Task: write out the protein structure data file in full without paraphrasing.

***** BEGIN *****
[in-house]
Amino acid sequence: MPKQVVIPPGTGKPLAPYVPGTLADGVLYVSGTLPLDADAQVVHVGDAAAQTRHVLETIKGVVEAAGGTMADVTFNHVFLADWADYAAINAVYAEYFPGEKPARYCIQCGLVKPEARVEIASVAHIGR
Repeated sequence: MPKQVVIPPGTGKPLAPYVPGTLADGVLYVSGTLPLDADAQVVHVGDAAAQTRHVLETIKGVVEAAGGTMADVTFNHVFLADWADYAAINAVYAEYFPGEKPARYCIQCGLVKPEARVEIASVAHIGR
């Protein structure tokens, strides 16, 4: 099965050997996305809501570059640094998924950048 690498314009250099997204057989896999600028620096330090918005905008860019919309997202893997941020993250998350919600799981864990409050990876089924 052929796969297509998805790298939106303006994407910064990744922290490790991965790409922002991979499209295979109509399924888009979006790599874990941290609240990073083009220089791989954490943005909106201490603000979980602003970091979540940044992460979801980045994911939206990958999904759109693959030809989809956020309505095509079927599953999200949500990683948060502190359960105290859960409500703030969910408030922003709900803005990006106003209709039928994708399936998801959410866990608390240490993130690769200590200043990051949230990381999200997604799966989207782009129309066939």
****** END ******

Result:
[in-house]
Amino acid sequence: MPKQVVIPPGTGKPLAPYVPGTLADGVLYVSGTLPLDADAQVVHVGDAAAQTRHVLETIKGVVEAAGGTMADVTFNHVFLADWADYAAINAVYAEYFPGEKPARYCIQCGLVKPEARVEIASVAHIGR
Repeated sequence: MPKQVVIPPGTGKPLAPYVPGTLADGVLYVSGTLPLDADAQVVHVGDAAAQTRHVLETIKGVVEAAGGTMADVTFNHVFLADWADYAAINAVYAEYFPGEKPARYCIQCGLVKPEARVEIASVAHIGR
């Protein structure tokens, strides 16, 4: 099965050997996305809501570059640094998924950048 690498314009250099997204057989896999600028620096330090918005905008860019919309997202893997941020993250998350919600799981864990409050990876089924 052929796969297509998805790298939106303006994407910064990744922290490790991965790409922002991979499209295979109509399924888009979006790599874990941290609240990073083009220089791989954490943005909106201490603000979980602003970091979540940044992460979801980045994911939206990958999904759109693959030809989809956020309505095509079927599953999200949500990683948060502190359960105290859960409500703030969910408030922003709900803005990006106003209709039928994708399936998801959410866990608390240490993130690769200590200043990051949230990381999200997604799966989207782009129309066939």